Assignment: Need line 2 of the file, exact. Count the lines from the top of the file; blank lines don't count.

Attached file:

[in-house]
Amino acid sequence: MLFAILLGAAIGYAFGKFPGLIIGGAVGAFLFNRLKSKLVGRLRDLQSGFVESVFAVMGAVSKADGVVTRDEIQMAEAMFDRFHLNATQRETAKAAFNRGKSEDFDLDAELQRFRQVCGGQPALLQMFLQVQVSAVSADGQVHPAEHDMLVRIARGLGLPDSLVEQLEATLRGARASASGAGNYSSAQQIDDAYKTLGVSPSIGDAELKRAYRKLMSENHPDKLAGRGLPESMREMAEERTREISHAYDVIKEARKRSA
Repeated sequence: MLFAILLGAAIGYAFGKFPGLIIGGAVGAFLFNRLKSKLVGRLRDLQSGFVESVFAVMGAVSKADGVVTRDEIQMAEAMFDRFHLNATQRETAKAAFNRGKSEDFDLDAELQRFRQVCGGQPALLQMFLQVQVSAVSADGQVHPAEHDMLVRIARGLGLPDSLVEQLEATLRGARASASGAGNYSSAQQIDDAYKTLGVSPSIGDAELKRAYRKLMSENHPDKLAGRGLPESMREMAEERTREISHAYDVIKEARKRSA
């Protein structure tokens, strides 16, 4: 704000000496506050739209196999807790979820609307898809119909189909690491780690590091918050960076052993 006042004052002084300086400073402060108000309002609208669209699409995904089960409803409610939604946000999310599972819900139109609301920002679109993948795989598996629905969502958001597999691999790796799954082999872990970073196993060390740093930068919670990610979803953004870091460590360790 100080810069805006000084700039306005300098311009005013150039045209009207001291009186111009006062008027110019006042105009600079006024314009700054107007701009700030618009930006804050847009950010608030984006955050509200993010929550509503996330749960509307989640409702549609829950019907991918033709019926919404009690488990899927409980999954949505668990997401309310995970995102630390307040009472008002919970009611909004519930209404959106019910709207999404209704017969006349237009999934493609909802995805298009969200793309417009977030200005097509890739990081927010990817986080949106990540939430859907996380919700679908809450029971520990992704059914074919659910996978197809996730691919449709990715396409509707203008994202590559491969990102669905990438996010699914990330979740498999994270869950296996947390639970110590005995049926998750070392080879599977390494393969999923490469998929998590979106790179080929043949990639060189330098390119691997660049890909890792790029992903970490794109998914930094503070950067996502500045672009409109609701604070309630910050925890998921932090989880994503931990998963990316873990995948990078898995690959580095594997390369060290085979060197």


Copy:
Amino acid sequence: MLFAILLGAAIGYAFGKFPGLIIGGAVGAFLFNRLKSKLVGRLRDLQSGFVESVFAVMGAVSKADGVVTRDEIQMAEAMFDRFHLNATQRETAKAAFNRGKSEDFDLDAELQRFRQVCGGQPALLQMFLQVQVSAVSADGQVHPAEHDMLVRIARGLGLPDSLVEQLEATLRGARASASGAGNYSSAQQIDDAYKTLGVSPSIGDAELKRAYRKLMSENHPDKLAGRGLPESMREMAEERTREISHAYDVIKEARKRSA